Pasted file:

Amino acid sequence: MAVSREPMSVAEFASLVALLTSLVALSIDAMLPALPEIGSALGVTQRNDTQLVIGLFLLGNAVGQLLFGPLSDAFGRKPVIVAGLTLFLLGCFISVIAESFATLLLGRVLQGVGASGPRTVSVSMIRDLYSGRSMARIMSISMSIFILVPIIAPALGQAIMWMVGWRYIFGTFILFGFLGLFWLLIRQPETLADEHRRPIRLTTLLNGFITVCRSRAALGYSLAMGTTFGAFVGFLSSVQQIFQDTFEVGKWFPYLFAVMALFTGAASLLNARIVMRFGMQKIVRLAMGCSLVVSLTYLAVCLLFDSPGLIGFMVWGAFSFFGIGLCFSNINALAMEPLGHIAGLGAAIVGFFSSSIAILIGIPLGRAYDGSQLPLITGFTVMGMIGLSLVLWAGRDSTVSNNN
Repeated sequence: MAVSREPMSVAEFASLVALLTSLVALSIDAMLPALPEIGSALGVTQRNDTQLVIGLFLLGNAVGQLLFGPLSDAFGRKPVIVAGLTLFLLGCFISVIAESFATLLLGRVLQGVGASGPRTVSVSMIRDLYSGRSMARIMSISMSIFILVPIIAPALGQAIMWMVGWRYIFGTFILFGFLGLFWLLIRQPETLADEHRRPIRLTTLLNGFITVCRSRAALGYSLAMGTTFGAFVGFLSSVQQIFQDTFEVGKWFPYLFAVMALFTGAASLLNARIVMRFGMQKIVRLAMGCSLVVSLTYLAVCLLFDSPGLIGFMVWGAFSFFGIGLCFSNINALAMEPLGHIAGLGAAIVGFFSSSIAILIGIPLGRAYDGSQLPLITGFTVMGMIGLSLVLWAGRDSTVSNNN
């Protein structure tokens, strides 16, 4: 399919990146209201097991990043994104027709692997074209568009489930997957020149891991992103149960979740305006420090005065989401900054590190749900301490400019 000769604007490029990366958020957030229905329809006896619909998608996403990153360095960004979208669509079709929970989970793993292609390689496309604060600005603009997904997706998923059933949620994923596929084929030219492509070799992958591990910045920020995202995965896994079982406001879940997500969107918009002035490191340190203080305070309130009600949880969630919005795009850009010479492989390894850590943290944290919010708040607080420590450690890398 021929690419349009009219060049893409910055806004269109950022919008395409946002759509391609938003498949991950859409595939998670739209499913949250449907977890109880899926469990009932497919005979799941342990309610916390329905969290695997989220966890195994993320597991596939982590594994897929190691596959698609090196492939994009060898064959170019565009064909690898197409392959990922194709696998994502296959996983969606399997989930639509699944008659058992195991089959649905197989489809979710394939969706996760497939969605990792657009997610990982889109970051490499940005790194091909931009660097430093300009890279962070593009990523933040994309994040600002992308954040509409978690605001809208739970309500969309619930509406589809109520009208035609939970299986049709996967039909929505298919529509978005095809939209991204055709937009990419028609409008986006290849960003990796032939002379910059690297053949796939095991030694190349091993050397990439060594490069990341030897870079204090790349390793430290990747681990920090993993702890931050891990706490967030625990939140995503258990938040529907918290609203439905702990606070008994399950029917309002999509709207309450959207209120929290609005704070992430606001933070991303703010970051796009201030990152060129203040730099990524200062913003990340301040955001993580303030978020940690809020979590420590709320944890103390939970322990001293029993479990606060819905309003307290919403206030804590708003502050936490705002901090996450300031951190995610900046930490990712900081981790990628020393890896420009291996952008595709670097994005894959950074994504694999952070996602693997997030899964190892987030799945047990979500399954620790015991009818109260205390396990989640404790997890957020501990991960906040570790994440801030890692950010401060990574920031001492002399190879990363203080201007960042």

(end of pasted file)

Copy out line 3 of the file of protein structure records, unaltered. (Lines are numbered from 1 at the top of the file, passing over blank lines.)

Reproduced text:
């Protein structure tokens, strides 16, 4: 399919990146209201097991990043994104027709692997074209568009489930997957020149891991992103149960979740305006420090005065989401900054590190749900301490400019 000769604007490029990366958020957030229905329809006896619909998608996403990153360095960004979208669509079709929970989970793993292609390689496309604060600005603009997904997706998923059933949620994923596929084929030219492509070799992958591990910045920020995202995965896994079982406001879940997500969107918009002035490191340190203080305070309130009600949880969630919005795009850009010479492989390894850590943290944290919010708040607080420590450690890398 021929690419349009009219060049893409910055806004269109950022919008395409946002759509391609938003498949991950859409595939998670739209499913949250449907977890109880899926469990009932497919005979799941342990309610916390329905969290695997989220966890195994993320597991596939982590594994897929190691596959698609090196492939994009060898064959170019565009064909690898197409392959990922194709696998994502296959996983969606399997989930639509699944008659058992195991089959649905197989489809979710394939969706996760497939969605990792657009997610990982889109970051490499940005790194091909931009660097430093300009890279962070593009990523933040994309994040600002992308954040509409978690605001809208739970309500969309619930509406589809109520009208035609939970299986049709996967039909929505298919529509978005095809939209991204055709937009990419028609409008986006290849960003990796032939002379910059690297053949796939095991030694190349091993050397990439060594490069990341030897870079204090790349390793430290990747681990920090993993702890931050891990706490967030625990939140995503258990938040529907918290609203439905702990606070008994399950029917309002999509709207309450959207209120929290609005704070992430606001933070991303703010970051796009201030990152060129203040730099990524200062913003990340301040955001993580303030978020940690809020979590420590709320944890103390939970322990001293029993479990606060819905309003307290919403206030804590708003502050936490705002901090996450300031951190995610900046930490990712900081981790990628020393890896420009291996952008595709670097994005894959950074994504694999952070996602693997997030899964190892987030799945047990979500399954620790015991009818109260205390396990989640404790997890957020501990991960906040570790994440801030890692950010401060990574920031001492002399190879990363203080201007960042």